A local Atlanta mentor and high school student have been featured in a short film following the story of their relationship.
The film, called “The Push,” comes from Communities in Schools (CIS), an organization that aims to provide struggling students with the tools they need to succeed in education. Darrell Smith, a CIS site-coordinator and an Atlanta native, is featured in the film, which focuses on his relationship with a Stone Mountain High School senior.
CIS is a national organization, and Smith is just one of many site coordinators working in 2,900 schools in 26 states and Washington D.C., according to CIS’s website. Smith’s case load at Stone Mountain High is comprised of about 40 students.
“There’s never really a day that I can say I know exactly how it’s going to turn out,” he says in the film.
In an interview with Reporter Newspapers, Smith said that over four years with CIS, he’s learned that a site coordinator can serve many different roles. There are a multitude of reasons a student might not be performing well in school, and site coordinators can provide help with anything from offering a listening ear, to helping students who might be struggling with food insecurity at home, to even offering clothing if needed.
“Pretty much anything that’s going to support the student and make them feel comfortable being in the building,” Smith said.
According to Smith, the top three issues he finds himself working through are behavior, academics, and poverty.
“Most of the time, they’re acting out behavior-wise because they haven’t [eaten], or they don’t have a place to sleep, or there may be some abuse going on at the home,” he says. “Those are some of the challenges that our students are dealing with in the building.”
The film features scenes that show Smith interacting with different students throughout the day, but it focuses specifically on his relationship with a high school senior named Ja-Mez Lewis. Smith explains that early in his high school career, Lewis was expelled from Stone Mountain following an argument with a teacher, and had to attend an alternative school.
“I tried to step in,” Smith says in the documentary. “But it was at a point of no return.”
In the documentary, Lewis talks about where he was personally at that point in his life. He lost his father in a motorcycle accident at a young age, and had lost friends throughout his life as well.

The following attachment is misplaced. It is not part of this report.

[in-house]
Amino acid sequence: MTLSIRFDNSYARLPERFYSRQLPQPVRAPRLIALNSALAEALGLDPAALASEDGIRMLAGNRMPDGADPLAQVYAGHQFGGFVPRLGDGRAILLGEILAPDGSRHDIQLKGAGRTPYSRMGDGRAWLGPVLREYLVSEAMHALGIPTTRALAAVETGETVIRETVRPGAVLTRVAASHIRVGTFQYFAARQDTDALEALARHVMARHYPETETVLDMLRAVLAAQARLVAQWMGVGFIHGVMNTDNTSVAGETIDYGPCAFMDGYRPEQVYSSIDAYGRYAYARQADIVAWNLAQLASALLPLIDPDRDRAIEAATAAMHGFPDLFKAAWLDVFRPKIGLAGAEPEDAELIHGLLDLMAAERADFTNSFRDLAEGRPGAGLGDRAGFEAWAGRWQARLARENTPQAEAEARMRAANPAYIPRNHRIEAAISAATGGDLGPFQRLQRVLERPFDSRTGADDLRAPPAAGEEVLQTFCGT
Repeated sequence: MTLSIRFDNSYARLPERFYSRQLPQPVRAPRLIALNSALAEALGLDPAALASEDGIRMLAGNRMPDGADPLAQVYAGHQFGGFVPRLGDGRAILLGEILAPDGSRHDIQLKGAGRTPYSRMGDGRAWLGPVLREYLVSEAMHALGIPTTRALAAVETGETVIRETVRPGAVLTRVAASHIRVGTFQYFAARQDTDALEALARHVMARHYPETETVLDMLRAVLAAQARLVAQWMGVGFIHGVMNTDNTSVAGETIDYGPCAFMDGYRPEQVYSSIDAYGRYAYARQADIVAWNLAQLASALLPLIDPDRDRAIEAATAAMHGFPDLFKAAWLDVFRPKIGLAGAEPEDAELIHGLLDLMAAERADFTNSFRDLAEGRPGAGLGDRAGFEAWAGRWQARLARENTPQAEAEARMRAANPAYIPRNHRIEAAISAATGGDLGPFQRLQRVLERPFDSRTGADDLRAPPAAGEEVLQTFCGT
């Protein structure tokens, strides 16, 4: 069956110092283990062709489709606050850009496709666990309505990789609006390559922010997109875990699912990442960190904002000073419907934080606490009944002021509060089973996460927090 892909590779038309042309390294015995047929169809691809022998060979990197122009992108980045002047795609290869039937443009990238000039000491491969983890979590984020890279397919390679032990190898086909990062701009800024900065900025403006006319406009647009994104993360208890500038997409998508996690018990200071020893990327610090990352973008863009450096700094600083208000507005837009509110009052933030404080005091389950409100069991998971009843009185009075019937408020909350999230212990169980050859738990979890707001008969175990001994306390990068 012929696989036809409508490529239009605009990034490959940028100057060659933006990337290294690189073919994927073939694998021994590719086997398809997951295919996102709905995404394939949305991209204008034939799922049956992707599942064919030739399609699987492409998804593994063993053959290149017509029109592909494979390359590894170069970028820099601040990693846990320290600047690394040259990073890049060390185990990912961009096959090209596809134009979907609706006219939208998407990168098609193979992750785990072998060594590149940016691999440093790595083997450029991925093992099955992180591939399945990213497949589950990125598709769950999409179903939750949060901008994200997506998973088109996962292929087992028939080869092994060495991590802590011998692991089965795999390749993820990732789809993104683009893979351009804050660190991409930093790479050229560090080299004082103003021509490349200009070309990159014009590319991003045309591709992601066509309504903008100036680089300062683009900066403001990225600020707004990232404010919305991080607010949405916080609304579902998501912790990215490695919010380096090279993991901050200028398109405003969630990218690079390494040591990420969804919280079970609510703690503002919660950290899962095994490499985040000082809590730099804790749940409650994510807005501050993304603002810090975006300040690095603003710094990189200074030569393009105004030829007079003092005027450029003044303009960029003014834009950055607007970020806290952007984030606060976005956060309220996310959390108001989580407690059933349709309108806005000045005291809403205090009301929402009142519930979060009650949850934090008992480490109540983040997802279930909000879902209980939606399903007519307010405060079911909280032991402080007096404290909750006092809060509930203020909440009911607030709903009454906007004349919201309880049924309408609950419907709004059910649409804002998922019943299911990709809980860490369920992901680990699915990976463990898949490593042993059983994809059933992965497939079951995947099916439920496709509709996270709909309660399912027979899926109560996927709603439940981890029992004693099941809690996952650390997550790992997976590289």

“Back then, I didn’t really see a future in myself,” Lewis says in the documentary. “I had that mentality where you can’t do it. You can’t. I can’t, I can’t. That’s always what I said.”
After a semester, Lewis was able to come back to Stone Mountain. He continued his relationship with Smith, and was able to graduate on time with the class of 2022.
“I think CIS was a big stepping stone for him,” says Lewis’ mother in the documentary. “And I’m very thankful for them.”
While Lewis was in alternative school, Smith kept an eye on him – even though he wasn’t part of Smith’s case load at the time. He began to share more about himself with Lewis so that Lewis would feel comfortable opening up to him.
“It was a new feeling to have a shoulder to lean on,” Lewis says in the film. “He was the only person that could calm me down. I could go to him and he would talk to me and let me know everything was going to be okay.”
In addition to Lewis’ story, the documentary features a program Smith started in Stone Mountain High he calls “Stepping in the Right Direction.” It’s a program where students can win a pair of shoes based on their performance in school, or even on their need.
“It started very small,” Smith said of the program. “Some of the teachers, some of my friends, started to see what I was doing and started to donate, and it started to grow from there.”
The day-to-day of Smith’s job is chronicled well in the documentary, with images of small group meetings, one-on-ones, and more. Watching students struggle with so much can also take a toll. Smith said it’s difficult to deal with that toll while still providing the best support possible.
“When we’re dealing with families who are homeless, or have food insecurity, it touches home,” Smith said. “If you’re a real person, you’re going to feel that.”
Smith referred to himself as a “translator” between students and adults. He said the biggest thing adults in power need to learn when dealing with students is to watch out for their body language, and to be patient.
“The biggest thing, I believe, is that teachers expect the student to come up front and just tell them everything that’s wrong with them, tell them all of their challenges, tell them their home situations, and it’s not going to come through that easy for the teachers,” Smith said. “A phrase I often use is, we have to train ourselves to listen with our eyes.”